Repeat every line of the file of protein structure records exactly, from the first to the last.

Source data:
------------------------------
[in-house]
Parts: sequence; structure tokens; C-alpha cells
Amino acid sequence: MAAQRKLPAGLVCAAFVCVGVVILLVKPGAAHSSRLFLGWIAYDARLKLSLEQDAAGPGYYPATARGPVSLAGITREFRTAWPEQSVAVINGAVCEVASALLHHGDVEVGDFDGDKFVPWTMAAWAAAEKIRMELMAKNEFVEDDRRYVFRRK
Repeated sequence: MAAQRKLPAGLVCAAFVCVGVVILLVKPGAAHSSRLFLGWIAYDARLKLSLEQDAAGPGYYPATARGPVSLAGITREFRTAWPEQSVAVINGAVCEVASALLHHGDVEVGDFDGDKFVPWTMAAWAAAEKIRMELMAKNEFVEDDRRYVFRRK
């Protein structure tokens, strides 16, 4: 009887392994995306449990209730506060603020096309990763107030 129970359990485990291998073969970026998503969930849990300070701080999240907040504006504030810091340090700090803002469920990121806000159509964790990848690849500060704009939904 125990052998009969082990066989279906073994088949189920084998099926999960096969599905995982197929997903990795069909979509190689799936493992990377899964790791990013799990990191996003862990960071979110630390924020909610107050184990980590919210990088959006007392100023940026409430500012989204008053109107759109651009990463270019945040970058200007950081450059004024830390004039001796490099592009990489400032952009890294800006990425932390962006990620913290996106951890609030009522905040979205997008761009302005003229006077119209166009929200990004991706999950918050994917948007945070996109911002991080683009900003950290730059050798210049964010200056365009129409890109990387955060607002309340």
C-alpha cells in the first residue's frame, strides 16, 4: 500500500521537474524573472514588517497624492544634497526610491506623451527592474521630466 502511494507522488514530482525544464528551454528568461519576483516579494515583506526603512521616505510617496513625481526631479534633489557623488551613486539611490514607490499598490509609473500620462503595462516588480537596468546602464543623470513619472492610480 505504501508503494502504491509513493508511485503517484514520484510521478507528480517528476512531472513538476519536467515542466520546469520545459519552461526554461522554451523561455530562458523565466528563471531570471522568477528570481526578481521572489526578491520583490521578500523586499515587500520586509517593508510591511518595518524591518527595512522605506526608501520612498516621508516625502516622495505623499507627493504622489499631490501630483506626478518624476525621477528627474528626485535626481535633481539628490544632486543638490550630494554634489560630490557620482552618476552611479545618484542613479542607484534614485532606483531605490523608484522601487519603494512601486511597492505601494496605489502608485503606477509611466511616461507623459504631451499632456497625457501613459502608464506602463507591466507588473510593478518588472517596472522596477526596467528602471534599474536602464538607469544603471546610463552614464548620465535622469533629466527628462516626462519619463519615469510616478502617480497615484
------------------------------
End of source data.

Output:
[in-house]
Parts: sequence; structure tokens; C-alpha cells
Amino acid sequence: MAAQRKLPAGLVCAAFVCVGVVILLVKPGAAHSSRLFLGWIAYDARLKLSLEQDAAGPGYYPATARGPVSLAGITREFRTAWPEQSVAVINGAVCEVASALLHHGDVEVGDFDGDKFVPWTMAAWAAAEKIRMELMAKNEFVEDDRRYVFRRK
Repeated sequence: MAAQRKLPAGLVCAAFVCVGVVILLVKPGAAHSSRLFLGWIAYDARLKLSLEQDAAGPGYYPATARGPVSLAGITREFRTAWPEQSVAVINGAVCEVASALLHHGDVEVGDFDGDKFVPWTMAAWAAAEKIRMELMAKNEFVEDDRRYVFRRK
């Protein structure tokens, strides 16, 4: 009887392994995306449990209730506060603020096309990763107030 129970359990485990291998073969970026998503969930849990300070701080999240907040504006504030810091340090700090803002469920990121806000159509964790990848690849500060704009939904 125990052998009969082990066989279906073994088949189920084998099926999960096969599905995982197929997903990795069909979509190689799936493992990377899964790791990013799990990191996003862990960071979110630390924020909610107050184990980590919210990088959006007392100023940026409430500012989204008053109107759109651009990463270019945040970058200007950081450059004024830390004039001796490099592009990489400032952009890294800006990425932390962006990620913290996106951890609030009522905040979205997008761009302005003229006077119209166009929200990004991706999950918050994917948007945070996109911002991080683009900003950290730059050798210049964010200056365009129409890109990387955060607002309340």
C-alpha cells in the first residue's frame, strides 16, 4: 500500500521537474524573472514588517497624492544634497526610491506623451527592474521630466 502511494507522488514530482525544464528551454528568461519576483516579494515583506526603512521616505510617496513625481526631479534633489557623488551613486539611490514607490499598490509609473500620462503595462516588480537596468546602464543623470513619472492610480 505504501508503494502504491509513493508511485503517484514520484510521478507528480517528476512531472513538476519536467515542466520546469520545459519552461526554461522554451523561455530562458523565466528563471531570471522568477528570481526578481521572489526578491520583490521578500523586499515587500520586509517593508510591511518595518524591518527595512522605506526608501520612498516621508516625502516622495505623499507627493504622489499631490501630483506626478518624476525621477528627474528626485535626481535633481539628490544632486543638490550630494554634489560630490557620482552618476552611479545618484542613479542607484534614485532606483531605490523608484522601487519603494512601486511597492505601494496605489502608485503606477509611466511616461507623459504631451499632456497625457501613459502608464506602463507591466507588473510593478518588472517596472522596477526596467528602471534599474536602464538607469544603471546610463552614464548620465535622469533629466527628462516626462519619463519615469510616478502617480497615484